What I’ve found is that biennials can challenge – and in some cases change – local perceptions about the use of space, in the way that a gallery or museum exhibition can’t. Through the art they exhibit and often produce, they have the possibility of interacting at a personal level with our spatial and also political perceptions and imaginary.

From tourist attraction to political platforms

We’ve seen Biennials proliferate across the globe over the last two decades and there are now more than 100 leading to an extraordinary production of new art works often in “non-gallery” contexts. One of the reasons they are successful, and on the increase, is that this exhibition model is extremely adaptable.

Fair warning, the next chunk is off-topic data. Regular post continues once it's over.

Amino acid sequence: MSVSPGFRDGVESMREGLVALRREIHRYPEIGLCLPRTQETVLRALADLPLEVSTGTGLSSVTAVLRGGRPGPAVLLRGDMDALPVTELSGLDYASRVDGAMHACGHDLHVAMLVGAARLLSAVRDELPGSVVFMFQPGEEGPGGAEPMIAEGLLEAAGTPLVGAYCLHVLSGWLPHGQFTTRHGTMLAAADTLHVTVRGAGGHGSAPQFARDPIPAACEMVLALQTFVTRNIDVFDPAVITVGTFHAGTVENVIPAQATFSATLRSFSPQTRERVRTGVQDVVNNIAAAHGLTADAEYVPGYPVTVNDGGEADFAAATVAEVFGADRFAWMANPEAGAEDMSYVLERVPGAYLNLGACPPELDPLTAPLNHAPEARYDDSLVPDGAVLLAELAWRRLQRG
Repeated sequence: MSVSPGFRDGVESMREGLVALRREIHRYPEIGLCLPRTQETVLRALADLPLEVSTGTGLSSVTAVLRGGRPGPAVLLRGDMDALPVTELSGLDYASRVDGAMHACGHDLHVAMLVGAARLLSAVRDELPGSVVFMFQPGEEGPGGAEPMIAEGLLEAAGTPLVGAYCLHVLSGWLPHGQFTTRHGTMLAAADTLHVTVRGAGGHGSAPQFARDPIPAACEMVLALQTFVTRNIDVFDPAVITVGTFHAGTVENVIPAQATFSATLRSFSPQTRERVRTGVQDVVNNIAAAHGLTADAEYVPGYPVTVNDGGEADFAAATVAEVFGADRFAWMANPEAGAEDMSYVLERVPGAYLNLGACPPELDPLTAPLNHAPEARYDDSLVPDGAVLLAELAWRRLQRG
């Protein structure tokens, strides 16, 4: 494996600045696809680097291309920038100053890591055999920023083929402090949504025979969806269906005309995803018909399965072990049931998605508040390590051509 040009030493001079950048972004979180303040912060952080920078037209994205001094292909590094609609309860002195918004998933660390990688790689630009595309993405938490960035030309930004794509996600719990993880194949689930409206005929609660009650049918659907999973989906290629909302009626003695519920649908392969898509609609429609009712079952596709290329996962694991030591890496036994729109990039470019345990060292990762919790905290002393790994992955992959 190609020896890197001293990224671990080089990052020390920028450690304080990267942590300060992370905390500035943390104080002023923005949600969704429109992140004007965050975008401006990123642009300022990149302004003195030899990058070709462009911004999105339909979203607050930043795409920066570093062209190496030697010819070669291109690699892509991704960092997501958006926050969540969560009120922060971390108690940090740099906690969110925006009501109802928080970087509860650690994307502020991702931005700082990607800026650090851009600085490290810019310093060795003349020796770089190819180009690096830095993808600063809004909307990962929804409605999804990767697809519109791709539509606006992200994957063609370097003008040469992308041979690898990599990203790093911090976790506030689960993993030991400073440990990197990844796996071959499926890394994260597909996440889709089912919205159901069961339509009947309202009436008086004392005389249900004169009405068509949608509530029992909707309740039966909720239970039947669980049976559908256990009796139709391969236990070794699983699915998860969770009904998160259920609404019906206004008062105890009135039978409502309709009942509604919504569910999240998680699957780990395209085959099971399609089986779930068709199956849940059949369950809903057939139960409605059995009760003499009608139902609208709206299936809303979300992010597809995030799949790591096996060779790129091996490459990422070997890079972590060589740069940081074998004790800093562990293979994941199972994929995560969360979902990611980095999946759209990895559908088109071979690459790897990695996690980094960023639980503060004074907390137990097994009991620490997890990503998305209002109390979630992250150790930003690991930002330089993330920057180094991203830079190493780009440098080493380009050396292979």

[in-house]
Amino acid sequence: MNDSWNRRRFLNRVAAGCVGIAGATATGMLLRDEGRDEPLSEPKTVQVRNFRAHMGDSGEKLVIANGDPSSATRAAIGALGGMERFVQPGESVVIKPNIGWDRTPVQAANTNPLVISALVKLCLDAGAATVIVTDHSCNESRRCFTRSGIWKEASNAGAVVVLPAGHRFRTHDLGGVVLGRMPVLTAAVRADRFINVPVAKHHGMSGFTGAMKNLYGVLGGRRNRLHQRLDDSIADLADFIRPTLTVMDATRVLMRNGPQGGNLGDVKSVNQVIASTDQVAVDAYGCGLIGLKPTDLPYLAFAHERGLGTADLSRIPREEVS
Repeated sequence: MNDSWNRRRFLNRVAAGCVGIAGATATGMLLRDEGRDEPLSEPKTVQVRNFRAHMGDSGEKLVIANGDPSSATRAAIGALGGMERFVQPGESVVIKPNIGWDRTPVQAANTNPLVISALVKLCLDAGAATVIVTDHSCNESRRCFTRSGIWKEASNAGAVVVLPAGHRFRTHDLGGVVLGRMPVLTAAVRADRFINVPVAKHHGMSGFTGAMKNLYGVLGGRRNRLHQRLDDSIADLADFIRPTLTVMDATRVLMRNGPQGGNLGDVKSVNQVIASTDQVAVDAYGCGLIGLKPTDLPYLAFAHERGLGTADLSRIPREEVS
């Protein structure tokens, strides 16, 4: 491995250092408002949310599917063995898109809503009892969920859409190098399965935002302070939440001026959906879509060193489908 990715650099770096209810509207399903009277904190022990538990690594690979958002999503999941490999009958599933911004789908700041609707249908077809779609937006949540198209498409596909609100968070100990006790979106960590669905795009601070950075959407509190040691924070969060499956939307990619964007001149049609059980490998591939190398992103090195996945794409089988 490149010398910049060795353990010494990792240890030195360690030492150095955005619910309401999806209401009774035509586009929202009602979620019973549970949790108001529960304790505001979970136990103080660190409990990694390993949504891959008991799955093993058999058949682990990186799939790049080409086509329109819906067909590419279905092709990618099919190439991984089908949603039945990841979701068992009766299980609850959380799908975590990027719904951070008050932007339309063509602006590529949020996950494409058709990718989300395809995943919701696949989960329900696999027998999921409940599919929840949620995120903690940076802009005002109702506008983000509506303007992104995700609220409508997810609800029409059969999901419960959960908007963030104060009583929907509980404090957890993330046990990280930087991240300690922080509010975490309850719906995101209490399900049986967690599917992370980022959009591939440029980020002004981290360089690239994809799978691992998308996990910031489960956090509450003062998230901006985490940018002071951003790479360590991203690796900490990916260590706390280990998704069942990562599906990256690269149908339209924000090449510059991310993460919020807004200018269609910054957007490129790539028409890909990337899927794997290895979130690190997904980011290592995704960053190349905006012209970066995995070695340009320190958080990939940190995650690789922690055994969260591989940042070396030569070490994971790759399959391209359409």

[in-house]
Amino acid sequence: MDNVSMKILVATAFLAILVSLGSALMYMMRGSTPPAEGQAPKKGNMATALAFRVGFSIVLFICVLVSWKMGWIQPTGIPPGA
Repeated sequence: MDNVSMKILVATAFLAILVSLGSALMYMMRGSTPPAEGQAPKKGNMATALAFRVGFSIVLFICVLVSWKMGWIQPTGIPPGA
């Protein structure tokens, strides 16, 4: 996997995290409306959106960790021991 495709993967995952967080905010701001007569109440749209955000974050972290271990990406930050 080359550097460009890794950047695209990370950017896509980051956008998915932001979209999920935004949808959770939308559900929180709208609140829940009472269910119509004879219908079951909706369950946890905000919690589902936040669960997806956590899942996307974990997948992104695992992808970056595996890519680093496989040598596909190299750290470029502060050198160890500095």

We have to go back to the history of the model to look at the reasons behind the rise. The first biennial, initiated by the mayor of Venice in 1895, was the first large art exhibition to be organised not by a collective of artists, a collector or patron, or by a cultural institution. Entrance was free to people who produced a rail ticket to the city – which suggests that the first Venice Biennale was developed with an attention towards a rising bourgeois tourism.

In the 1950s a set of new biennials emerged which changed the concept and widened the reasons for staging them. In 1951, when the Bienal de Sao Paulo was founded, Brazil was attempting to push for an ambitious modernist agenda to reform the state and, more importantly, to form an independent, modern national cultural identity.